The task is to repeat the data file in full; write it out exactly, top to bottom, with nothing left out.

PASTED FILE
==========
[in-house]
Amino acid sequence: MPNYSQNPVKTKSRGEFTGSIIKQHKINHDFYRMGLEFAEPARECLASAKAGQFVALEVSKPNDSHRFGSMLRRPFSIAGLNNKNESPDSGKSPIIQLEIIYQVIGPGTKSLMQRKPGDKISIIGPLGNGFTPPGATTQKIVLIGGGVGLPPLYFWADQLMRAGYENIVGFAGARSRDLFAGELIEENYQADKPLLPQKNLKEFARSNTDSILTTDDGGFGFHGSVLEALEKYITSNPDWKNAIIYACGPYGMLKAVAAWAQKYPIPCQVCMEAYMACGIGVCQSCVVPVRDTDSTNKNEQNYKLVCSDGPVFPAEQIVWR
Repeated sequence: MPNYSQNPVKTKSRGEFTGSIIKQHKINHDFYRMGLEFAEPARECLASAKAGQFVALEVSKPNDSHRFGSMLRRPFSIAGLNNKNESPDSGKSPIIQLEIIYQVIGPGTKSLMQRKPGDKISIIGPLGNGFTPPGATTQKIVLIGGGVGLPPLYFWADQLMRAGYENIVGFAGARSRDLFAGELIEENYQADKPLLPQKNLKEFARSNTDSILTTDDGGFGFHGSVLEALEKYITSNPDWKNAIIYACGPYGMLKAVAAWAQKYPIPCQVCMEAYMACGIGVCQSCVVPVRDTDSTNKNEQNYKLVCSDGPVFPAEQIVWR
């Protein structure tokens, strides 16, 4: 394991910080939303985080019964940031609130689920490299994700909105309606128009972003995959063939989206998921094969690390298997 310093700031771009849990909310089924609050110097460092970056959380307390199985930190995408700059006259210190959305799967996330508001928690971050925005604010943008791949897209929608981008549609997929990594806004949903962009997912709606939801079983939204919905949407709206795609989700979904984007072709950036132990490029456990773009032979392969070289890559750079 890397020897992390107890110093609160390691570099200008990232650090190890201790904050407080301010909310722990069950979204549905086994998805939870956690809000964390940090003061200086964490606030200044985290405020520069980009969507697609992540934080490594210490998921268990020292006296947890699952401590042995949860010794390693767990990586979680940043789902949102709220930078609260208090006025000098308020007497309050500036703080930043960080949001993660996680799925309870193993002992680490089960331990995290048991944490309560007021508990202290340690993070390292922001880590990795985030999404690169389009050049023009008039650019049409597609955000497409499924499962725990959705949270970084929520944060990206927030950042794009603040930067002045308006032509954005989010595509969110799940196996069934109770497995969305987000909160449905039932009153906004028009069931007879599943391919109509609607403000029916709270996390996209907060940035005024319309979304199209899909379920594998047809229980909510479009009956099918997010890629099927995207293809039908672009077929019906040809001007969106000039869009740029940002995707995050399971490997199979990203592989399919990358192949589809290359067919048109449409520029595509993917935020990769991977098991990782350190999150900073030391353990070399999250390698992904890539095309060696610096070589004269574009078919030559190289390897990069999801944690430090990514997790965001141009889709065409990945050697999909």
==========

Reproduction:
[in-house]
Amino acid sequence: MPNYSQNPVKTKSRGEFTGSIIKQHKINHDFYRMGLEFAEPARECLASAKAGQFVALEVSKPNDSHRFGSMLRRPFSIAGLNNKNESPDSGKSPIIQLEIIYQVIGPGTKSLMQRKPGDKISIIGPLGNGFTPPGATTQKIVLIGGGVGLPPLYFWADQLMRAGYENIVGFAGARSRDLFAGELIEENYQADKPLLPQKNLKEFARSNTDSILTTDDGGFGFHGSVLEALEKYITSNPDWKNAIIYACGPYGMLKAVAAWAQKYPIPCQVCMEAYMACGIGVCQSCVVPVRDTDSTNKNEQNYKLVCSDGPVFPAEQIVWR
Repeated sequence: MPNYSQNPVKTKSRGEFTGSIIKQHKINHDFYRMGLEFAEPARECLASAKAGQFVALEVSKPNDSHRFGSMLRRPFSIAGLNNKNESPDSGKSPIIQLEIIYQVIGPGTKSLMQRKPGDKISIIGPLGNGFTPPGATTQKIVLIGGGVGLPPLYFWADQLMRAGYENIVGFAGARSRDLFAGELIEENYQADKPLLPQKNLKEFARSNTDSILTTDDGGFGFHGSVLEALEKYITSNPDWKNAIIYACGPYGMLKAVAAWAQKYPIPCQVCMEAYMACGIGVCQSCVVPVRDTDSTNKNEQNYKLVCSDGPVFPAEQIVWR
């Protein structure tokens, strides 16, 4: 394991910080939303985080019964940031609130689920490299994700909105309606128009972003995959063939989206998921094969690390298997 310093700031771009849990909310089924609050110097460092970056959380307390199985930190995408700059006259210190959305799967996330508001928690971050925005604010943008791949897209929608981008549609997929990594806004949903962009997912709606939801079983939204919905949407709206795609989700979904984007072709950036132990490029456990773009032979392969070289890559750079 890397020897992390107890110093609160390691570099200008990232650090190890201790904050407080301010909310722990069950979204549905086994998805939870956690809000964390940090003061200086964490606030200044985290405020520069980009969507697609992540934080490594210490998921268990020292006296947890699952401590042995949860010794390693767990990586979680940043789902949102709220930078609260208090006025000098308020007497309050500036703080930043960080949001993660996680799925309870193993002992680490089960331990995290048991944490309560007021508990202290340690993070390292922001880590990795985030999404690169389009050049023009008039650019049409597609955000497409499924499962725990959705949270970084929520944060990206927030950042794009603040930067002045308006032509954005989010595509969110799940196996069934109770497995969305987000909160449905039932009153906004028009069931007879599943391919109509609607403000029916709270996390996209907060940035005024319309979304199209899909379920594998047809229980909510479009009956099918997010890629099927995207293809039908672009077929019906040809001007969106000039869009740029940002995707995050399971490997199979990203592989399919990358192949589809290359067919048109449409520029595509993917935020990769991977098991990782350190999150900073030391353990070399999250390698992904890539095309060696610096070589004269574009078919030559190289390897990069999801944690430090990514997790965001141009889709065409990945050697999909």